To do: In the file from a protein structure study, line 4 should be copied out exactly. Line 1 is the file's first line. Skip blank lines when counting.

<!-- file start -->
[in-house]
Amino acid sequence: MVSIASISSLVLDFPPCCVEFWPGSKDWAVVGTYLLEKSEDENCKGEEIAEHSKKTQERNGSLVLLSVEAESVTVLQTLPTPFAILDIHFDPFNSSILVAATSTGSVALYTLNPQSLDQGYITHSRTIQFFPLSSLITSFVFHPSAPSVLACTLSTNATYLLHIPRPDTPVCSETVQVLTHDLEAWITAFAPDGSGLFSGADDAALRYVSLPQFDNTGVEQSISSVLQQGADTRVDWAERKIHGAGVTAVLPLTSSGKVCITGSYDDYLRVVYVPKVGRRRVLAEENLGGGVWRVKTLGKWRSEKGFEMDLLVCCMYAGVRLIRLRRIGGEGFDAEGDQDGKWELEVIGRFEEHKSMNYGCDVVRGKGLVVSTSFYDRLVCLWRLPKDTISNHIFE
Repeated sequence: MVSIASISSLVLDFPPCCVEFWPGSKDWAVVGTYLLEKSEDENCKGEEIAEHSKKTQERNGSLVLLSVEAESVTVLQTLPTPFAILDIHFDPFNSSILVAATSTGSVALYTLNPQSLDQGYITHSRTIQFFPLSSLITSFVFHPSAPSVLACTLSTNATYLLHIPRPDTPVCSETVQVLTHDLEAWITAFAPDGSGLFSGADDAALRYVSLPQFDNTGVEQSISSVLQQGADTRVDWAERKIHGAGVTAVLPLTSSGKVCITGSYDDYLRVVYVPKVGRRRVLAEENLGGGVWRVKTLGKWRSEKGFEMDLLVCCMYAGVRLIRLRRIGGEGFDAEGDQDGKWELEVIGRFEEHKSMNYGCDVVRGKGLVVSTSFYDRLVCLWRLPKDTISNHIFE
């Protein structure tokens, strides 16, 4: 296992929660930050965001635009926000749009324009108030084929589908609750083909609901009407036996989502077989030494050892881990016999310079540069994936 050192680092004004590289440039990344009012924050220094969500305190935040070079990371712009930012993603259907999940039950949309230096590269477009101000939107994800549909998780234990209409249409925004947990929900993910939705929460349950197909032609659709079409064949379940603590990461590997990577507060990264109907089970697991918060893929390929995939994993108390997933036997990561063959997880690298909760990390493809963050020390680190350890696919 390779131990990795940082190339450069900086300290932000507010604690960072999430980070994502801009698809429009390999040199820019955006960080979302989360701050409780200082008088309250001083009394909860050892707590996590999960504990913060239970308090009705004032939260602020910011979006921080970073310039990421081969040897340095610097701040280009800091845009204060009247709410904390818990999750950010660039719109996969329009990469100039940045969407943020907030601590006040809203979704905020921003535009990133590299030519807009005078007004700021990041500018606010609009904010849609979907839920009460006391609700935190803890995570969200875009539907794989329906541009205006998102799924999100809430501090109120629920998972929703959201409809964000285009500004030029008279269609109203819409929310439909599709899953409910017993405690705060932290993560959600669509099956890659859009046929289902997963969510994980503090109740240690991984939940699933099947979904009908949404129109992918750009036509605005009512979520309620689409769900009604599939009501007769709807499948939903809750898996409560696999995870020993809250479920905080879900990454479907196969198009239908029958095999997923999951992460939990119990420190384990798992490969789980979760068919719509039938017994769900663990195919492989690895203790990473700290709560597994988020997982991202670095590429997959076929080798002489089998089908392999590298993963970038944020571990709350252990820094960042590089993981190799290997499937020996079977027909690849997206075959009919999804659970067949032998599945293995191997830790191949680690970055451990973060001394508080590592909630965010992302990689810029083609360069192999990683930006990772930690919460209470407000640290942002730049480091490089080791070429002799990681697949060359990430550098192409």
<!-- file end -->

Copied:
């Protein structure tokens, strides 16, 4: 296992929660930050965001635009926000749009324009108030084929589908609750083909609901009407036996989502077989030494050892881990016999310079540069994936 050192680092004004590289440039990344009012924050220094969500305190935040070079990371712009930012993603259907999940039950949309230096590269477009101000939107994800549909998780234990209409249409925004947990929900993910939705929460349950197909032609659709079409064949379940603590990461590997990577507060990264109907089970697991918060893929390929995939994993108390997933036997990561063959997880690298909760990390493809963050020390680190350890696919 390779131990990795940082190339450069900086300290932000507010604690960072999430980070994502801009698809429009390999040199820019955006960080979302989360701050409780200082008088309250001083009394909860050892707590996590999960504990913060239970308090009705004032939260602020910011979006921080970073310039990421081969040897340095610097701040280009800091845009204060009247709410904390818990999750950010660039719109996969329009990469100039940045969407943020907030601590006040809203979704905020921003535009990133590299030519807009005078007004700021990041500018606010609009904010849609979907839920009460006391609700935190803890995570969200875009539907794989329906541009205006998102799924999100809430501090109120629920998972929703959201409809964000285009500004030029008279269609109203819409929310439909599709899953409910017993405690705060932290993560959600669509099956890659859009046929289902997963969510994980503090109740240690991984939940699933099947979904009908949404129109992918750009036509605005009512979520309620689409769900009604599939009501007769709807499948939903809750898996409560696999995870020993809250479920905080879900990454479907196969198009239908029958095999997923999951992460939990119990420190384990798992490969789980979760068919719509039938017994769900663990195919492989690895203790990473700290709560597994988020997982991202670095590429997959076929080798002489089998089908392999590298993963970038944020571990709350252990820094960042590089993981190799290997499937020996079977027909690849997206075959009919999804659970067949032998599945293995191997830790191949680690970055451990973060001394508080590592909630965010992302990689810029083609360069192999990683930006990772930690919460209470407000640290942002730049480091490089080791070429002799990681697949060359990430550098192409």